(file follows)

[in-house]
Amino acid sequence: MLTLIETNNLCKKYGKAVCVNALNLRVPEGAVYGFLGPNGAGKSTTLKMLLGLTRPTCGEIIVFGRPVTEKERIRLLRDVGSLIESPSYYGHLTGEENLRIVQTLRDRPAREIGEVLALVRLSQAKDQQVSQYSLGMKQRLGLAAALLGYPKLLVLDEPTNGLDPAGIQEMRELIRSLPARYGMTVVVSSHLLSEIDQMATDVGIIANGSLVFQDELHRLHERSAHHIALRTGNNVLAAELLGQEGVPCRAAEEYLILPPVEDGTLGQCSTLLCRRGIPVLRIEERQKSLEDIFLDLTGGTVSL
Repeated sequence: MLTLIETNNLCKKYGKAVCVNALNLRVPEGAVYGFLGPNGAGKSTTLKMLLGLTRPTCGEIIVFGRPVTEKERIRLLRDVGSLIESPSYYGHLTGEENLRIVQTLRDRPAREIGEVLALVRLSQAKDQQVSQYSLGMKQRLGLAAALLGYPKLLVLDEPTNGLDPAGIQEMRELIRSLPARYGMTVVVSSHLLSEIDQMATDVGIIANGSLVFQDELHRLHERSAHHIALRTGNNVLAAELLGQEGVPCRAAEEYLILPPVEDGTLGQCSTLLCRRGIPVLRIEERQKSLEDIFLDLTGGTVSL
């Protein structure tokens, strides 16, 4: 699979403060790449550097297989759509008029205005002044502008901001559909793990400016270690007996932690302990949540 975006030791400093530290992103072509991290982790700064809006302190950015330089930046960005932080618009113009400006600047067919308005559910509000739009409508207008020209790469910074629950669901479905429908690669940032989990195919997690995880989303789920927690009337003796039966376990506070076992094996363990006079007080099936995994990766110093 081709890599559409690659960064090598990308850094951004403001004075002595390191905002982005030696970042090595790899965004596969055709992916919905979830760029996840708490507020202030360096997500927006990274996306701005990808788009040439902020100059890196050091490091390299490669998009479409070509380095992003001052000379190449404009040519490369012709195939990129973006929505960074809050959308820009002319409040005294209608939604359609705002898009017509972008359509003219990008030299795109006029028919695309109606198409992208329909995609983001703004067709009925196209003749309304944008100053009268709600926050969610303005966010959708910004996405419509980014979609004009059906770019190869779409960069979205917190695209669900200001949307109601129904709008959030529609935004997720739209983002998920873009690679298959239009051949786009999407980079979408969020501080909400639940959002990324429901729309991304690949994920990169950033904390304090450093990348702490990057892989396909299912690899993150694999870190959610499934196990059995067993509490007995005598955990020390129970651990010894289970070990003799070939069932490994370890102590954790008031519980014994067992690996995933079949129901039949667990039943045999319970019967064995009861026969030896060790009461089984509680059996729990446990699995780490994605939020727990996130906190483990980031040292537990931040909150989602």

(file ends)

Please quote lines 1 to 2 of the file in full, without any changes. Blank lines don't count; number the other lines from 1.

[in-house]
Amino acid sequence: MLTLIETNNLCKKYGKAVCVNALNLRVPEGAVYGFLGPNGAGKSTTLKMLLGLTRPTCGEIIVFGRPVTEKERIRLLRDVGSLIESPSYYGHLTGEENLRIVQTLRDRPAREIGEVLALVRLSQAKDQQVSQYSLGMKQRLGLAAALLGYPKLLVLDEPTNGLDPAGIQEMRELIRSLPARYGMTVVVSSHLLSEIDQMATDVGIIANGSLVFQDELHRLHERSAHHIALRTGNNVLAAELLGQEGVPCRAAEEYLILPPVEDGTLGQCSTLLCRRGIPVLRIEERQKSLEDIFLDLTGGTVSL